Ring Battery Class Action Lawsuit – Amazon Falsely Advertising Battery Life Of Its Ring Doorbells…
By Consider The Consumer on 01/18/2022
Ring Doorbell Battery Doesn’t Last Six to Twelve Months, Class Action Says
According to a recent class action lawsuit, Amazon Ring owners purchased the doorbell with the expectation that its battery would last six to twelve months. However, the battery only lasts roughly two months.
Maria Lopez & Alexis Brown v. Amazon.com, Inc.
Maria Lopez and Alexis Brown brought the class action complaint in a federal court in Illinois on December 25, alleging the defendant of fraud, breach of warranty, negligent misrepresentation, and violations of state consumer laws.
They allege that the Ring does not have the stated six to twelve-month battery life. Instead, the plaintiffs assert that the period given is the maximum duration, with little utilization, and in an ideal environment.
The Ring Battery Class Action Lawsuit contends that the majority of customers will not enjoy two months of regular usage from a fully charged battery when the product is experiencing accelerated battery depletion.
According to the plaintiffs, a fully charged battery can do between 750 and 1,000 events, which include pressing a button; motion triggers, such as leaves blowing in the breeze; recording; live monitoring; or speaking through the camera. According to reports, an average home may have approximately 50 motion triggers daily.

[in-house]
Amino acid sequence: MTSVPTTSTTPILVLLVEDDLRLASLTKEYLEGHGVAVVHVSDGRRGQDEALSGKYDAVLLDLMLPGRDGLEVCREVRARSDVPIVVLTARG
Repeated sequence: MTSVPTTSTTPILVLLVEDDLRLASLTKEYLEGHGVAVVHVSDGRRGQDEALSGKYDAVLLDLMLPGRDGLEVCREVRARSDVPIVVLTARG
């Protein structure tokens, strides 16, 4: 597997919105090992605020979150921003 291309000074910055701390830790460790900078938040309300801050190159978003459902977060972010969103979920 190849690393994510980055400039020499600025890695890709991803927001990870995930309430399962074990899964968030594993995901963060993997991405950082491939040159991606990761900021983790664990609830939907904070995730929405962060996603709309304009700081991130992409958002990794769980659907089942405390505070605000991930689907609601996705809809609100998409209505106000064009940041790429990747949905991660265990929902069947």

Meanwhile, the lawsuit says that the cold depletes the battery. According to the plaintiffs, the battery will not charge at 32 degrees Fahrenheit and will frequently fail below that temperature.
They assert that the Ring device’s solar charger is similarly defectively designed, with a high failure rate.
Amazon Ring Doorbell Drawbacks
The plaintiffs say that the battery recharge issue is inconvenient and unsafe. During the hours that the product is not mounted on the wall to recharge its battery, the Ring Battery Class Action Lawsuit alleges, a user’s home is exposed to the very circumstances for which they purchased the product — being unable to monitor who is at or near their door.
They claim that the Ring is marketed at a premium to similar products: from $60 to $300 per unit, plus $75 for the solar charger. According to the lawsuit, they should not have spent that much and would not have if the product’s features had been represented correctly.
The plaintiffs seek to represent a class of individuals who purchased a Ring doorbell in Illinois, as well as those who purchased one in Pennsylvania, Michigan, Nevada, Rhode Island, North Dakota, Texas, New Hampshire, South Dakota, or Oklahoma. They are seeking class certification, an injunction, damages, attorney’s fees, and costs, as well as a jury trial.
Editor’s Note on Ring Battery Class Action Lawsuit:
This article is written to inform you of a class action lawsuit against Amazon for allegedly misrepresenting its Ring doorbell product battery to last from six to twelve months when it only runs for two. We also recommend you the Ring Data Breach Case.
Case Name & No.: Maria Lopez et al., v. Amazon.com, Inc., Case No. 2:21-cv-02317-CSB-EIL
Jurisdiction: U.S. District Court Central District of Illinois Urbana Division
Allegations: Amazon allegedly misrepresented its Ring doorbell product
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